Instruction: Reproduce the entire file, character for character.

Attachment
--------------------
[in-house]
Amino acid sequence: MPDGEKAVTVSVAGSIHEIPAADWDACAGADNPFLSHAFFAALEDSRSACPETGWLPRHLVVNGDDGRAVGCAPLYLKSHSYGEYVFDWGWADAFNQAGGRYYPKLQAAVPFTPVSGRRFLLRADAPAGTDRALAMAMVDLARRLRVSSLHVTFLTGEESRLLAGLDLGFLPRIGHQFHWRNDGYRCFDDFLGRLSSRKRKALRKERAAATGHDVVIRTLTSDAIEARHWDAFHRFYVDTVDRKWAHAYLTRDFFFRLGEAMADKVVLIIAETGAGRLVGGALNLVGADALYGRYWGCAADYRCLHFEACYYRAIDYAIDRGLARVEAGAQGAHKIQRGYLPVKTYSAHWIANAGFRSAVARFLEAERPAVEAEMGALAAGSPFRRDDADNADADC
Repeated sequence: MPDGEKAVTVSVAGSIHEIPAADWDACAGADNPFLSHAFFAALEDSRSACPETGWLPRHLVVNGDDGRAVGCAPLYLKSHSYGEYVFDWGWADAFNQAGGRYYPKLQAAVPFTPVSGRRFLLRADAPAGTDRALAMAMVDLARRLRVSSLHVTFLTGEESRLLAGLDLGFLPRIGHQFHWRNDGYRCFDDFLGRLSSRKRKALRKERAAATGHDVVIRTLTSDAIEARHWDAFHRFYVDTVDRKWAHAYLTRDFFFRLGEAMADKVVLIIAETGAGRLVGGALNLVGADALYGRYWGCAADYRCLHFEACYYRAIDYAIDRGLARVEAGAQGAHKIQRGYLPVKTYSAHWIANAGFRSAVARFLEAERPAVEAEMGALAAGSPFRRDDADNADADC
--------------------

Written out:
[in-house]
Amino acid sequence: MPDGEKAVTVSVAGSIHEIPAADWDACAGADNPFLSHAFFAALEDSRSACPETGWLPRHLVVNGDDGRAVGCAPLYLKSHSYGEYVFDWGWADAFNQAGGRYYPKLQAAVPFTPVSGRRFLLRADAPAGTDRALAMAMVDLARRLRVSSLHVTFLTGEESRLLAGLDLGFLPRIGHQFHWRNDGYRCFDDFLGRLSSRKRKALRKERAAATGHDVVIRTLTSDAIEARHWDAFHRFYVDTVDRKWAHAYLTRDFFFRLGEAMADKVVLIIAETGAGRLVGGALNLVGADALYGRYWGCAADYRCLHFEACYYRAIDYAIDRGLARVEAGAQGAHKIQRGYLPVKTYSAHWIANAGFRSAVARFLEAERPAVEAEMGALAAGSPFRRDDADNADADC
Repeated sequence: MPDGEKAVTVSVAGSIHEIPAADWDACAGADNPFLSHAFFAALEDSRSACPETGWLPRHLVVNGDDGRAVGCAPLYLKSHSYGEYVFDWGWADAFNQAGGRYYPKLQAAVPFTPVSGRRFLLRADAPAGTDRALAMAMVDLARRLRVSSLHVTFLTGEESRLLAGLDLGFLPRIGHQFHWRNDGYRCFDDFLGRLSSRKRKALRKERAAATGHDVVIRTLTSDAIEARHWDAFHRFYVDTVDRKWAHAYLTRDFFFRLGEAMADKVVLIIAETGAGRLVGGALNLVGADALYGRYWGCAADYRCLHFEACYYRAIDYAIDRGLARVEAGAQGAHKIQRGYLPVKTYSAHWIANAGFRSAVARFLEAERPAVEAEMGALAAGSPFRRDDADNADADC